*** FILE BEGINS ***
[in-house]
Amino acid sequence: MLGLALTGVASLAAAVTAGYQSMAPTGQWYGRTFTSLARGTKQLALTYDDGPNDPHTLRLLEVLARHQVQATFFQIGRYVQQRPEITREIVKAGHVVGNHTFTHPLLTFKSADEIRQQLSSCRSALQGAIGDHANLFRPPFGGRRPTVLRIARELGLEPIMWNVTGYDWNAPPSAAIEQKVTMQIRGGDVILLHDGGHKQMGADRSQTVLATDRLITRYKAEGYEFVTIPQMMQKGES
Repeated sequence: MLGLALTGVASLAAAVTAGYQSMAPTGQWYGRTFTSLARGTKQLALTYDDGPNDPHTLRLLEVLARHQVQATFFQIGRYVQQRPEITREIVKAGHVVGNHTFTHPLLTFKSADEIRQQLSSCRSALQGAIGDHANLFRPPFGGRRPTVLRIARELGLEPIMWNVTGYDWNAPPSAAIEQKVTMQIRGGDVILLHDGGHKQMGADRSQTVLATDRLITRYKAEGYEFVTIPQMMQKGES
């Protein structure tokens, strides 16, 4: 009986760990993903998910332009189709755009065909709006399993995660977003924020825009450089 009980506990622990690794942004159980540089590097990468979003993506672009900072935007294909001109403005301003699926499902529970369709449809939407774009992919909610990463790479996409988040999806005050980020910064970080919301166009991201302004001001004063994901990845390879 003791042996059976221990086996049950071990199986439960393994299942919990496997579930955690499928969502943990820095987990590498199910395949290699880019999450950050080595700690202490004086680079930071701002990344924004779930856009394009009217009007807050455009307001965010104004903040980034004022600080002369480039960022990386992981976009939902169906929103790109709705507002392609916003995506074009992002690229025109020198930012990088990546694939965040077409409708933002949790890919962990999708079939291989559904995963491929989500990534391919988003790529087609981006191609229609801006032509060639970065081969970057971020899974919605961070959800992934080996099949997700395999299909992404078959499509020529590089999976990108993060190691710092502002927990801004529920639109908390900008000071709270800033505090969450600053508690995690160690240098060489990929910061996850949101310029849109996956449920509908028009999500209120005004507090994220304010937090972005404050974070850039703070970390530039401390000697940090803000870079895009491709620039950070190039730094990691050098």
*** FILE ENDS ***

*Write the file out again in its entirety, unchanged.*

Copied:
[in-house]
Amino acid sequence: MLGLALTGVASLAAAVTAGYQSMAPTGQWYGRTFTSLARGTKQLALTYDDGPNDPHTLRLLEVLARHQVQATFFQIGRYVQQRPEITREIVKAGHVVGNHTFTHPLLTFKSADEIRQQLSSCRSALQGAIGDHANLFRPPFGGRRPTVLRIARELGLEPIMWNVTGYDWNAPPSAAIEQKVTMQIRGGDVILLHDGGHKQMGADRSQTVLATDRLITRYKAEGYEFVTIPQMMQKGES
Repeated sequence: MLGLALTGVASLAAAVTAGYQSMAPTGQWYGRTFTSLARGTKQLALTYDDGPNDPHTLRLLEVLARHQVQATFFQIGRYVQQRPEITREIVKAGHVVGNHTFTHPLLTFKSADEIRQQLSSCRSALQGAIGDHANLFRPPFGGRRPTVLRIARELGLEPIMWNVTGYDWNAPPSAAIEQKVTMQIRGGDVILLHDGGHKQMGADRSQTVLATDRLITRYKAEGYEFVTIPQMMQKGES
């Protein structure tokens, strides 16, 4: 009986760990993903998910332009189709755009065909709006399993995660977003924020825009450089 009980506990622990690794942004159980540089590097990468979003993506672009900072935007294909001109403005301003699926499902529970369709449809939407774009992919909610990463790479996409988040999806005050980020910064970080919301166009991201302004001001004063994901990845390879 003791042996059976221990086996049950071990199986439960393994299942919990496997579930955690499928969502943990820095987990590498199910395949290699880019999450950050080595700690202490004086680079930071701002990344924004779930856009394009009217009007807050455009307001965010104004903040980034004022600080002369480039960022990386992981976009939902169906929103790109709705507002392609916003995506074009992002690229025109020198930012990088990546694939965040077409409708933002949790890919962990999708079939291989559904995963491929989500990534391919988003790529087609981006191609229609801006032509060639970065081969970057971020899974919605961070959800992934080996099949997700395999299909992404078959499509020529590089999976990108993060190691710092502002927990801004529920639109908390900008000071709270800033505090969450600053508690995690160690240098060489990929910061996850949101310029849109996956449920509908028009999500209120005004507090994220304010937090972005404050974070850039703070970390530039401390000697940090803000870079895009491709620039950070190039730094990691050098």